Such is the demand for home care, many existing aged care providers are now diversifying into this area. Not only are home care packages cheaper for the government than aged care beds, they enable consumers to realise their preference to age in place.

However, the lack of affordable downsizing options located in established neighbourhoods is an issue. New aged care homes and retirement villages tend to be built in fringe suburbs where land is relatively affordable, causing consumers to have to move far away from their social networks and families in order to access them.

Government subsidies or home care provider/developer partnerships to develop housing incorporating universal design principles has the potential to benefit government, consumers, developers and home care service providers.

This would allow residents to access affordable downsizing options in neighbourhoods that are familiar while receiving home care services based out of smaller provider hubs.

5. Enabling Technology

Technology will shape future services

The information and communications technology revolution has had limited impact on the aged care industry, until now.

Advances in healthcare treatments and technology, and greater insights into the prevention of ageing are causing the concept of ageing to become more fluid. Organisations that are able to provide products and services that address the changing attitudes and perception of ageing will be poised to capitalise on this significant demographic and societal shift.

Robert Goodliffe is partner at ClarkeHopkinsClarke.

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3 Responses to Five reasons why facilities may not be future of aged care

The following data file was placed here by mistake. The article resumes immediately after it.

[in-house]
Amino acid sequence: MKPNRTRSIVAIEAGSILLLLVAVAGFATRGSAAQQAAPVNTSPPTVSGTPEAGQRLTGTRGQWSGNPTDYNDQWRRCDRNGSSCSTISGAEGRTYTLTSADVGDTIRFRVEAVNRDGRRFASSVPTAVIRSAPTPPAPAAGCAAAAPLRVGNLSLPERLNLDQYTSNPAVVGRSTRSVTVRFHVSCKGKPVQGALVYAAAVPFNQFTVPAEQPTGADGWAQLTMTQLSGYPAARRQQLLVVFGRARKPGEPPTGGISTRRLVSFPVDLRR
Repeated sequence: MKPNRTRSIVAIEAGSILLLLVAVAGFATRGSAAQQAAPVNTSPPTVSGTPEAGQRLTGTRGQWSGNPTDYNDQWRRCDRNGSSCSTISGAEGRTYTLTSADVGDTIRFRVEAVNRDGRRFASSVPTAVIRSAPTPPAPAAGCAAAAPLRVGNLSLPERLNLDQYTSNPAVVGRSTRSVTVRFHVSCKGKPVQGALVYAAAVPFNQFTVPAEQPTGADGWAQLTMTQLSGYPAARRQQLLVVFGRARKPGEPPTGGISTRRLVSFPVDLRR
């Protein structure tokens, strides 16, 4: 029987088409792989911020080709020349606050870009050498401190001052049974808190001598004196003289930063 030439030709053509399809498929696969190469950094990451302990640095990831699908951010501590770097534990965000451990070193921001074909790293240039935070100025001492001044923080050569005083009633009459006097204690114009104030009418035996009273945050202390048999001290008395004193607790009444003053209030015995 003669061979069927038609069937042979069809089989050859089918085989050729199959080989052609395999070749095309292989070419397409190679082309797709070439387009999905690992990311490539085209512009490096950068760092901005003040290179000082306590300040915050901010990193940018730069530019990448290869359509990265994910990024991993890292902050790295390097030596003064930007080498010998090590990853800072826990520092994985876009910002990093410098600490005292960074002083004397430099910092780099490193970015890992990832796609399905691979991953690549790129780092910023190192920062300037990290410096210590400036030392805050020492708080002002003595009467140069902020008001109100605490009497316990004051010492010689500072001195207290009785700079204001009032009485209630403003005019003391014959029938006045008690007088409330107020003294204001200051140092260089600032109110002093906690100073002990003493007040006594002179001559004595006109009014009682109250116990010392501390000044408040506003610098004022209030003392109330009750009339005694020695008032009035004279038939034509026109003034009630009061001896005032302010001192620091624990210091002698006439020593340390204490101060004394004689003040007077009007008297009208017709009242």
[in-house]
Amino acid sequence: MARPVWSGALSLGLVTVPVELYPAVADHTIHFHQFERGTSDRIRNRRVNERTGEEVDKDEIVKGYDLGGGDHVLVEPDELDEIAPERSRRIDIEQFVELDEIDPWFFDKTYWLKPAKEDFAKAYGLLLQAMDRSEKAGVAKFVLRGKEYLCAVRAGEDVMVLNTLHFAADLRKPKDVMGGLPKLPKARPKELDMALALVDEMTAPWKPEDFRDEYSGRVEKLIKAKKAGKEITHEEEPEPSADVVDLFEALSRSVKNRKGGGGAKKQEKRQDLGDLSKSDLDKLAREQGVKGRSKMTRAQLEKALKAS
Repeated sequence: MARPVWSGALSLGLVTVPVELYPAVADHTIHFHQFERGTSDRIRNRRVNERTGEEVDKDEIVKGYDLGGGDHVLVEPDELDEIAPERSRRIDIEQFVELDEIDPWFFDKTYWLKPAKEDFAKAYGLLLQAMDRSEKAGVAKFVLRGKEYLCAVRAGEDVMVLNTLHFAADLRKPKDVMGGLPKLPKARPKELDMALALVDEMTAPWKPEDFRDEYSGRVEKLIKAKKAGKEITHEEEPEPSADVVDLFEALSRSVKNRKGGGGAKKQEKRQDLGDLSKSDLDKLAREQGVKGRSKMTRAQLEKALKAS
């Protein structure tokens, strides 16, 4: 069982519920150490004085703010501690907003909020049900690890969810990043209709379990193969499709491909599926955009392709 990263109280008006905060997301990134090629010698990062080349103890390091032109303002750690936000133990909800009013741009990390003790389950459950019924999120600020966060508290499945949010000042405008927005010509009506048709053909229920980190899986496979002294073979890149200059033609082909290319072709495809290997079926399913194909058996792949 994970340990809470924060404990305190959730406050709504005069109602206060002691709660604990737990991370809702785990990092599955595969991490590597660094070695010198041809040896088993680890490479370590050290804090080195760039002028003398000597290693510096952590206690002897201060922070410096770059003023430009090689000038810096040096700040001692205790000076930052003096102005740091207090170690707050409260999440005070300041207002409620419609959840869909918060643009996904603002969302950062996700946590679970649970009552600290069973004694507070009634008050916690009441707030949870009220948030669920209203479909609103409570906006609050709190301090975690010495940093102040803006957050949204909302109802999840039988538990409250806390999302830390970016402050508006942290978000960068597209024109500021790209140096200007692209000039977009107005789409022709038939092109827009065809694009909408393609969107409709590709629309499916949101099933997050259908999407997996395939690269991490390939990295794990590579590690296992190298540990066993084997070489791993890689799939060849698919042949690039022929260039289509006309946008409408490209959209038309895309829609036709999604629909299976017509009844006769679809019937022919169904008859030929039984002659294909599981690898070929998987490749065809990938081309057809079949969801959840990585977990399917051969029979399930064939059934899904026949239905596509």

1. Drew Dwyer March 31, 2017 at 12:34 pm #

    With all of the technological, funding and model advancement, I feel that aged care is improving in choice for consumers all the time.
    However, none of it will assist, empower and support those people at the ‘end of life care’ as more nursing and medical core models are needed and the term hospice will rise to the top of tabled discussions.
    Our fear of death is something that needs to be faced off and dealt with so that we can transition with dignity and respect. The numbers of elderly entering the third stage is staggering and not all people are attuned or prepared for active and positive ageing.

  2. Dave April 5, 2017 at 3:37 pm #

    These conversations conveniently ignore the growing need to care for those at the end of ‘the fourth age’.

    The current trend of building five star resorts for seniors and staffing them with unskilled labour doesn’t match real-world needs. Baby boomers will doggedly avoid entering any institution, regardless of who did the interior design or landscaped the courtyard.

    What happens when things deteriorate and you need high level care? Those trying to reduce wage costs will complain that we’re ‘medicalising’ old age…conveniently forgetting that in most cases it was medicine that enabled us to reach old age.

    It’s time to review the current approach and realise that when the decline is profound, or the end is approaching, what we really need are small facilities with plenty of highly skilled staff.

  3. Big "D" May 3, 2017 at 12:28 pm #

    Its a shame that most housing never has been and still not being designed on universal access guidelines which in a lot of cases prohibits our elders remaining in “home” and being supported in the home. With down sizing of homes by our elders there needs to be a mechanism in place that homes are designed to keep people out of residential care and supported by CDC home care, technology and transport.
    I also believe that we need high skilled staff to oversee quality care, not necessary the “medical” model